Winsted Township residents jump into the discussion
By Starrla Cray
WINSTED, MN With the contract between the city of Winsted and Westside Skydivers set to expire in one week, affected parties from every side have been stepping forward all hoping the new agreement will be better than the last.
However, “better” seems to look different from the vantage points of the Winsted City Council, Westside Skydivers owner Joe Johnson, and nearby landowners.
“We want to keep the business in town, but we need to be fair and consistent,” Mayor Steve Stotko said during Tuesday’s city council work session.
According to City Administrator Brad Martens, issues pertaining to turf damage, hours of operation, equipment storage on airport property, aircraft noise, additional city staff time, and the use of the airport arrival/departure building have arisen since Westside Skydivers opened in 2010.
The past several months, Martens and Johnson have been attempting to develop a contract that will address these issues in a reasonable manner.
“We are very close on an agreement,” Johnson said at Tuesday’s council meeting. “There are a few minor things Brad and I are working on.”
Missing the target
At both the council meeting and the work session, residents of Winsted Township voiced their opinions about the skydiving operation. One recurring topic involved jumpers who miss their target, and land on private property.
“They’re not even close to hitting the airport. They’re off by two miles sometimes,” said Loren Kieser, who lives on Cable Avenue.
Mike Laxen said he was out grilling hamburgers in July when a skydiver landed in his grain field near Dairy Avenue.
“He didn’t really do a whole lot of damage,” Laxen said.
Damage did occur when a jumper landed in James Baird’s field, however. Baird had been renting the field out to another farmer, and the parachute ended up getting caught in the combine.
“I talked to Joe, and he was very nice about it,” Baird said.
Insurance covered the damage, but Baird said Westside Skydivers’ insurance adjuster later called to say the company isn’t required to pay for that type of incident.
“If that happens next year, whose insurance is going to cover it?” Baird asked. “That was $11,000, plus the time he was laid up.”
Baird said he understands Johnson has a business to run, but it is affecting other people’s businesses.
“If this keeps up, I’m not going to get any decent rent this is my livelihood, too,” he said, adding that parachutes have also damaged his cornfields.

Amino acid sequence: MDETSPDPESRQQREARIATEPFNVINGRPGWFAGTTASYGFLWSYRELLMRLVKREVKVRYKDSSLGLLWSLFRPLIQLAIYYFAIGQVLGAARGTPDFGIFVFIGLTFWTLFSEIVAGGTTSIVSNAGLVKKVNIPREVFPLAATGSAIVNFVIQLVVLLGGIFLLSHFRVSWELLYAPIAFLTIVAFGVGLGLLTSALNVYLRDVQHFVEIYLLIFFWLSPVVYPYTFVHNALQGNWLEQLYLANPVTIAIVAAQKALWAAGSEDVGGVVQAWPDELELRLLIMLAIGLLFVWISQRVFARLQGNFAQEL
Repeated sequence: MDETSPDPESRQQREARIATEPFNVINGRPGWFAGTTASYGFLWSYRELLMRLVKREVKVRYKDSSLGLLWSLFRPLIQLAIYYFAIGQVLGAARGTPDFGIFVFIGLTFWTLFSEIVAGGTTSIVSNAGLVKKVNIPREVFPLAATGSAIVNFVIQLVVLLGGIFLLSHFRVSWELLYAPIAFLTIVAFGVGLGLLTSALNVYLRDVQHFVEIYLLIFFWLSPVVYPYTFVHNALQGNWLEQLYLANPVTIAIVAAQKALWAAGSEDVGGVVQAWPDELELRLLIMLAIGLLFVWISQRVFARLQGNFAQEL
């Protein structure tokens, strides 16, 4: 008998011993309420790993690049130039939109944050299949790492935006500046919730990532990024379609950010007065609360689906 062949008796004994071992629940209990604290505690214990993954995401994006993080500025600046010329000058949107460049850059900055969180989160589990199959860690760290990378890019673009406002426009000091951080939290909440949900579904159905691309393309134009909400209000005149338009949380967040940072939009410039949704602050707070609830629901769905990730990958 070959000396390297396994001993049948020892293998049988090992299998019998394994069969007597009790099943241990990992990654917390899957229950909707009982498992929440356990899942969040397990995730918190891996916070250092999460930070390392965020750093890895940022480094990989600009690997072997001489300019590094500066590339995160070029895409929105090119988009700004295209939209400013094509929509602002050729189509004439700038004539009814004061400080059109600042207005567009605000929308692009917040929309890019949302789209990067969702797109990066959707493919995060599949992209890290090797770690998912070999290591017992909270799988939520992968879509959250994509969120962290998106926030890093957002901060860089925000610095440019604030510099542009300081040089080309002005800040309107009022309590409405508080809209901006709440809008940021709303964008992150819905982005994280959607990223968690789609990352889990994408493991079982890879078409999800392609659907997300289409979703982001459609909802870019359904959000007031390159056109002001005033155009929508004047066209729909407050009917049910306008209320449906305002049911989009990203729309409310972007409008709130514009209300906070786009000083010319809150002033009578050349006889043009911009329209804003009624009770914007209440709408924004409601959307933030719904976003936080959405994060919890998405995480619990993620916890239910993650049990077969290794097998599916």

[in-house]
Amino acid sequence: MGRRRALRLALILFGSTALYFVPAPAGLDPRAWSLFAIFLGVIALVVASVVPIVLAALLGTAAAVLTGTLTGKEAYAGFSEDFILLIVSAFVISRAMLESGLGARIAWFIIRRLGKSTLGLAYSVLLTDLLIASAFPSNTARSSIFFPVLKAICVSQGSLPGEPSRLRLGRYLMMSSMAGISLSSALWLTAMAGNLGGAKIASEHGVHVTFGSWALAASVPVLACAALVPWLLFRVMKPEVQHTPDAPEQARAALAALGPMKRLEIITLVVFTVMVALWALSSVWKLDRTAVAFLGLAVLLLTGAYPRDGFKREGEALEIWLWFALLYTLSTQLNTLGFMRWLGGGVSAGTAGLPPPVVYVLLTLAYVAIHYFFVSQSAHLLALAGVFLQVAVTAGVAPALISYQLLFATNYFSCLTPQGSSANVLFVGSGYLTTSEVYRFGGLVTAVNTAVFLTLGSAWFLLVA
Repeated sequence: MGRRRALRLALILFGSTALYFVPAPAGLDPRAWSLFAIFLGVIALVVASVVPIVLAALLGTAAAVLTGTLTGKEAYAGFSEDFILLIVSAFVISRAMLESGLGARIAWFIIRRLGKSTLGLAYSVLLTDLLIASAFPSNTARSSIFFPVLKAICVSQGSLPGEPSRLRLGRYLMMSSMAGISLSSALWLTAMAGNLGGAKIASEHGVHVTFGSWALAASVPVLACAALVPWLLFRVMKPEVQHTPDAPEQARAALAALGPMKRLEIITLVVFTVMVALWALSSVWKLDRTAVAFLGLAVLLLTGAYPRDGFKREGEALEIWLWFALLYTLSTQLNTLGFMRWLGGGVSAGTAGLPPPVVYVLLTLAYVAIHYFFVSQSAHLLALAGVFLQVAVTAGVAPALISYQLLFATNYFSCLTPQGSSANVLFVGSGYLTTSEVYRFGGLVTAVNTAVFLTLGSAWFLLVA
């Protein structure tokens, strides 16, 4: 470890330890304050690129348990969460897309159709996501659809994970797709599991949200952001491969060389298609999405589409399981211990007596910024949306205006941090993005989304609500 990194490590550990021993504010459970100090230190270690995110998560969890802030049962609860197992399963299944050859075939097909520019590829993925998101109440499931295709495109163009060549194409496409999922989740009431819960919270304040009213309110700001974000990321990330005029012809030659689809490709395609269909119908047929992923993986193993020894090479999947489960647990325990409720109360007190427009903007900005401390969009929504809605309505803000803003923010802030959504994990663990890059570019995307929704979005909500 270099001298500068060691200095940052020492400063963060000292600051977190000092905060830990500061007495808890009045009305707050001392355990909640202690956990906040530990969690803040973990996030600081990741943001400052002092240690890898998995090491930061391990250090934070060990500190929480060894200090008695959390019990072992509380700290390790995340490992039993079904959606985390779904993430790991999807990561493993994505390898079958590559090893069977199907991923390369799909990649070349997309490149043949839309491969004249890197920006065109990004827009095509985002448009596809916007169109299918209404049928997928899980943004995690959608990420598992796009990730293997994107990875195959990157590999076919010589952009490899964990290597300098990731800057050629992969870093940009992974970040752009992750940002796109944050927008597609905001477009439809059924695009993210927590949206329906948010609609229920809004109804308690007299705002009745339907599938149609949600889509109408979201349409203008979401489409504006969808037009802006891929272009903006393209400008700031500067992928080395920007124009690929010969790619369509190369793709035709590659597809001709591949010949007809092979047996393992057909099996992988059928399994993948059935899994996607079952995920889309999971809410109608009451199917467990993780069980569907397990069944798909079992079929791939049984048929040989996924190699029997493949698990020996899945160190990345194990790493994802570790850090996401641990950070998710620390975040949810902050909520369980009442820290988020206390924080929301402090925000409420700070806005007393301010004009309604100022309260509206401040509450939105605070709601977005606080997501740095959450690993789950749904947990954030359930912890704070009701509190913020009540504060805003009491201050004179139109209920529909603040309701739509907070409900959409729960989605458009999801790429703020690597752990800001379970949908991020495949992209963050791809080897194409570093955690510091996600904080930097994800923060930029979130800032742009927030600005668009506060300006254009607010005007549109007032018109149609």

Council Member Bonnie Quast asked Johnson if it is difficult to land in the target area.
“On occasion it’s tough,” Johnson answered. “We go off of forecasted winds a lot. It’s a calculation, and for every 10 miles per hour of wind, it’s a quarter-mile further away. I’ve compensated farmers for crop damage and whatnot. We do apologize, and we do our best not to, but it does happen.”
Plane altitude was another concern residents expressed Tuesday evening.
“I’m not happy about it; it’s taken away the quality of life for my family,” said Jeff Hanson, who lives one mile from the west end of the runway. “I don’t know what the altitude’s supposed to be in that area, but I think it’s too low.”
Johnson said he tries to appease landowners who call him about noise, and that his pilots would not fly under required altitudes.
“I have not yet had one FAA safety violation,” he said.
Former airport commission member Glenn Weibel said Westside Skydivers needs to take more safety measures, however. He also suggested that the skydiving operation’s user fees be based on a percentage of gross sales.
“A small airport like this is made for recreational flying,” Winsted Township resident Glenn Ehrke said. “Joe’s business has turned it very commercial.”
One township resident, Jerry Gray, defended the skydiving operation.
“I support Westside Skydivers. I enjoy seeing them climb over my residence,” he said, adding that he is a pilot who often flies into Winsted’s airport.
New contract for Jan. 2
In the past, Westside Skydivers paid $4,500 annually for the use of the airport drop zone, an amount that Martens said was not enough to recoup the city’s costs.
“We’re actually subsidizing Joe’s business, and I don’t think we should get into that,” Stotko said.
At the Dec. 4 work session, Martens suggested using a formula in which the fee would be 1.5 percent of 80 percent of gross sales. This means that a business making $1 million, for example, would pay $12,000.
The council plans to present a contract for approval at the Wednesday, Jan. 2 council meeting.
“We’ve been very fair,” Council Member George Schulenberg said. “If he doesn’t want to shake our hand, he doesn’t want to shake our hand.”